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Introduction to Indexes: Part 3 – The nonclustered index Expand / Collapse
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Posted Monday, July 23, 2012 6:14 PM


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Nice series Gail.



Jason AKA CirqueDeSQLeil
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Post #1334156
Posted Saturday, June 8, 2013 4:00 PM
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This was so interesting :o went through it along with the simple-talk tracing articles & just finished (slow reader -_). I'm gonna read through your other articles tomorrow (or as far through as I can get) unless someone here has a good TV show to recommend a few questions, in the article you said:

GilaMonster (7/6/2012)
If SQL considers the index (or the subset of the index keys that the query would be seeking on) insufficiently selective then it is very likely that the index will be ignored and the query executed as a clustered index (table) scan.

It is important to note that this does not just apply to the leading column. There are scenarios where a very unselective column can be used as the leading column, with the other columns in the index making it selective enough to be used.


In these "scenarios" the result would then be a non-clustered full scan right?

GilaMonster (7/6/2012)
Sure, the clustering key will be there (though whether or not it can be used for seeks depends on a property of the index, specifically unique)


So it will only allow you to seek on a clustering key if the key is unique?

GilaMonster (7/6/2012)
Plus creating and dropping indexes will cause plan recompilation, extensive locks, etc.


I guess the locks are only relevent for the creating rather than the dropping right? (since I guess SQL wouldn't attempt to make new queries use an index while its in the process of being dropped)

You also talked about the fillfactor & page splits in the thread and how 80% would cause more I/O reads as a result of there being more pages. How do you personally approach index fill factors? I guess the cost of excessive page splits & the desire to avoid them would outweigh the desire to minimise the number of pages (by settings 100%)?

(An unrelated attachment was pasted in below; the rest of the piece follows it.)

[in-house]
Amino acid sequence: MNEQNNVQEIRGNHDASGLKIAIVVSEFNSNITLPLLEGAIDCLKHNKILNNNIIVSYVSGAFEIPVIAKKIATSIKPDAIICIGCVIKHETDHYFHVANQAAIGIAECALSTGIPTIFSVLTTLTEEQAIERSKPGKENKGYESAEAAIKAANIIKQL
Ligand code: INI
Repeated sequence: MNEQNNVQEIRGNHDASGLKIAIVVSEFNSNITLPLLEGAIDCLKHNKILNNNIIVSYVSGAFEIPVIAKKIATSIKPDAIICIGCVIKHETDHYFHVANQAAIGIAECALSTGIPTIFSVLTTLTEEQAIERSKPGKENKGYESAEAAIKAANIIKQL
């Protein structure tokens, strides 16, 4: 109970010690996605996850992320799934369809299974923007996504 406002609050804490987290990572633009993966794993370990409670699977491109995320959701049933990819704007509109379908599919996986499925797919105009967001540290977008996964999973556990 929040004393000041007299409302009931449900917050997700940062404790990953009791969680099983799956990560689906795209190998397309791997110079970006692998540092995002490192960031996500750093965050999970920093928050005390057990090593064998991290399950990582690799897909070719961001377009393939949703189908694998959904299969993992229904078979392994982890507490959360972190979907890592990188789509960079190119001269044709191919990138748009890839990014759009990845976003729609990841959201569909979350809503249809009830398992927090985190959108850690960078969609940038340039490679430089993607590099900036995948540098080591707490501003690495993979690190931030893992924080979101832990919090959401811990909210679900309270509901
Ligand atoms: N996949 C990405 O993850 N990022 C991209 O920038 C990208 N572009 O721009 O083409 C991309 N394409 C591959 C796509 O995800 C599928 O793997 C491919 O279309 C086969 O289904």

Seems 2.5 months is inadequate study time for MSSQL...still learning about the fundamentals of indexes T_T



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Post #1461310
Posted Sunday, June 9, 2013 3:58 AM


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Dird (6/8/2013)
This was so interesting :o went through it along with the simple-talk tracing articles & just finished (slow reader -_). I'm gonna read through your other articles tomorrow (or as far through as I can get) unless someone here has a good TV show to recommend a few questions, in the article you said:

GilaMonster (7/6/2012)
If SQL considers the index (or the subset of the index keys that the query would be seeking on) insufficiently selective then it is very likely that the index will be ignored and the query executed as a clustered index (table) scan.

It is important to note that this does not just apply to the leading column. There are scenarios where a very unselective column can be used as the leading column, with the other columns in the index making it selective enough to be used.


In these "scenarios" the result would then be a non-clustered full scan right?


Scenarios when the leading column plus other columns make the index selective enough to use? No, that'll be an index seek.

GilaMonster (7/6/2012)
Sure, the clustering key will be there (though whether or not it can be used for seeks depends on a property of the index, specifically unique)


So it will only allow you to seek on a clustering key if the key is unique?


No. Seeks on the clustered index itself don't require the cluster to be unique. You can get a seek on a clustered index even if there's only one value in the entire table.

The part you're quoting pertains to a very specific situation with multiple columns in index.

GilaMonster (7/6/2012)
Plus creating and dropping indexes will cause plan recompilation, extensive locks, etc.


I guess the locks are only relevent for the creating rather than the dropping right? (since I guess SQL wouldn't attempt to make new queries use an index while its in the process of being dropped)


Dropping an index takes a schema modification lock, like any changes to database structures.

How do you personally approach index fill factors?


Evaluate on a per-index basis.



Gail Shaw
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